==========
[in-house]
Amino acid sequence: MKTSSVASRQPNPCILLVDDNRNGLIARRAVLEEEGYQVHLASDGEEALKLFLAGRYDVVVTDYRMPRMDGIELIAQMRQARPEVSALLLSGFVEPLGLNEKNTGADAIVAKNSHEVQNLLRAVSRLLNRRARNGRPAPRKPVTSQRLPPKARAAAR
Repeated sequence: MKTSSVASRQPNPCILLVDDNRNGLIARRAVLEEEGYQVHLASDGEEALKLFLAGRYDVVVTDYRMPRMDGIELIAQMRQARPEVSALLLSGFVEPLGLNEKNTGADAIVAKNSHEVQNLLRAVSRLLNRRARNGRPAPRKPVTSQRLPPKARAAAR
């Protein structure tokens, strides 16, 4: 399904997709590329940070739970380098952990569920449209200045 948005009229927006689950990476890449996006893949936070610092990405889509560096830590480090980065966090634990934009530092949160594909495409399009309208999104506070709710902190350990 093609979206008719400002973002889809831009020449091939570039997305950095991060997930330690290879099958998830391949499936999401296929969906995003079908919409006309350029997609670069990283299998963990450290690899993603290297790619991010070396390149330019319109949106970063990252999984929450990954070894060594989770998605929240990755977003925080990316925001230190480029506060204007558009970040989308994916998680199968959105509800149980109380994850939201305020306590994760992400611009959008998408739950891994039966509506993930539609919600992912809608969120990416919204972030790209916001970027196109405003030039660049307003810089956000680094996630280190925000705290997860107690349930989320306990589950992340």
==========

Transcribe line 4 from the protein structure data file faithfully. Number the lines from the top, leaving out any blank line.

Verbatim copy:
């Protein structure tokens, strides 16, 4: 399904997709590329940070739970380098952990569920449209200045 948005009229927006689950990476890449996006893949936070610092990405889509560096830590480090980065966090634990934009530092949160594909495409399009309208999104506070709710902190350990 093609979206008719400002973002889809831009020449091939570039997305950095991060997930330690290879099958998830391949499936999401296929969906995003079908919409006309350029997609670069990283299998963990450290690899993603290297790619991010070396390149330019319109949106970063990252999984929450990954070894060594989770998605929240990755977003925080990316925001230190480029506060204007558009970040989308994916998680199968959105509800149980109380994850939201305020306590994760992400611009959008998408739950891994039966509506993930539609919600992912809608969120990416919204972030790209916001970027196109405003030039660049307003810089956000680094996630280190925000705290997860107690349930989320306990589950992340």